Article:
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Role reversal

April 21st, 2011

I had my father to my house for dinner last night. He is 89 years old living in an assisted living home.

I opened the car door for him, I helped him put on his jacket, I drove him, I cooked for him, I supported him when he walked…I am doing all the things he used to do for me.

I know he does not want to be in this position; I know he wishes to be on his own, live independently like he used to.

Lisa Belkin in the New York Times related an account of an ankle injury when she had to be dependent on her grown sons.

My mother has often said that she fears the day she will have to lean on me, because it is supposed to be the other way around. Yes, that’s what children do for parents in need. But it is not what parents want to need their children to do.  As [my son] spent the rest of his spring break driving me to doctor’s appointments and fixing my morning coffee and running errands, it was a glimpse of the future, both comforting and discomfiting, reassuring and worrisome.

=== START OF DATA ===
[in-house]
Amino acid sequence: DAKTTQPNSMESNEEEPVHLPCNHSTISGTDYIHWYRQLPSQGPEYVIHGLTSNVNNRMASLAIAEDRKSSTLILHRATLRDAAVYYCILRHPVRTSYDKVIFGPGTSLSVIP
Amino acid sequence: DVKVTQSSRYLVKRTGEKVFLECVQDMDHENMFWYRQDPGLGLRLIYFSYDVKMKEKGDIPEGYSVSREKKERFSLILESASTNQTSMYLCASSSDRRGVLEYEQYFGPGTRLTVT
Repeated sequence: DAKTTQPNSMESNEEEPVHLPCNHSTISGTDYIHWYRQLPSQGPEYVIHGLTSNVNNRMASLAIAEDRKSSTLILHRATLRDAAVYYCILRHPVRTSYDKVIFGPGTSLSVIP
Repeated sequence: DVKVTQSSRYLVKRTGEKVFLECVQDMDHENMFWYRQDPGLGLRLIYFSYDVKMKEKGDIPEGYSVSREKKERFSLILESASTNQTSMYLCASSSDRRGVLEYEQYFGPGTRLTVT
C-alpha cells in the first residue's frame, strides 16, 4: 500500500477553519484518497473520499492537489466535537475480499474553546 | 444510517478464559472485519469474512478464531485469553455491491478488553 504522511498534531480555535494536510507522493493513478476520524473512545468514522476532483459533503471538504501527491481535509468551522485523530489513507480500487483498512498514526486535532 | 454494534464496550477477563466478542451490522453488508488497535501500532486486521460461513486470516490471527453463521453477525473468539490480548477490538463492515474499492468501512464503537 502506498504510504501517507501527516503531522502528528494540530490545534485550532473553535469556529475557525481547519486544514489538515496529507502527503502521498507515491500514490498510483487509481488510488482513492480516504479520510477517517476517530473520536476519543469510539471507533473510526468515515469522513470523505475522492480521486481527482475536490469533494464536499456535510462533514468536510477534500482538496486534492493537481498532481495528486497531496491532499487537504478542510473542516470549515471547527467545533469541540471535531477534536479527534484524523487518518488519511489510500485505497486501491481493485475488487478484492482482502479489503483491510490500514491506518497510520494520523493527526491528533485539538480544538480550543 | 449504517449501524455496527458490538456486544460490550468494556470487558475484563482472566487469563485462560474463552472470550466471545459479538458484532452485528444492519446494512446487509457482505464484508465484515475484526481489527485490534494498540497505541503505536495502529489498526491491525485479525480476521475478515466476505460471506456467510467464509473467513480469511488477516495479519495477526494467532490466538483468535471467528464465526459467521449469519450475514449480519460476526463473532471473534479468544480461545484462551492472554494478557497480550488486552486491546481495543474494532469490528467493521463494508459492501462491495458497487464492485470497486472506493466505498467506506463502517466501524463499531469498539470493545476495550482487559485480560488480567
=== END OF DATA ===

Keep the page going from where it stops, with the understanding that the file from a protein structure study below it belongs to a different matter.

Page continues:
Mostly, though, I was proud. I will always see the child within, which makes the glimpses of him as others see him so very precious. It’s like running into a friend in a place you never expected them to be — for a moment they are a stranger, out of context…

One day, hopefully not soon, I will be leaning on my children. I hope that I have raised them to understand the circle of life, that everyone has the chance to be on both the receiving as well as on the serving end. And to accept both graciously.


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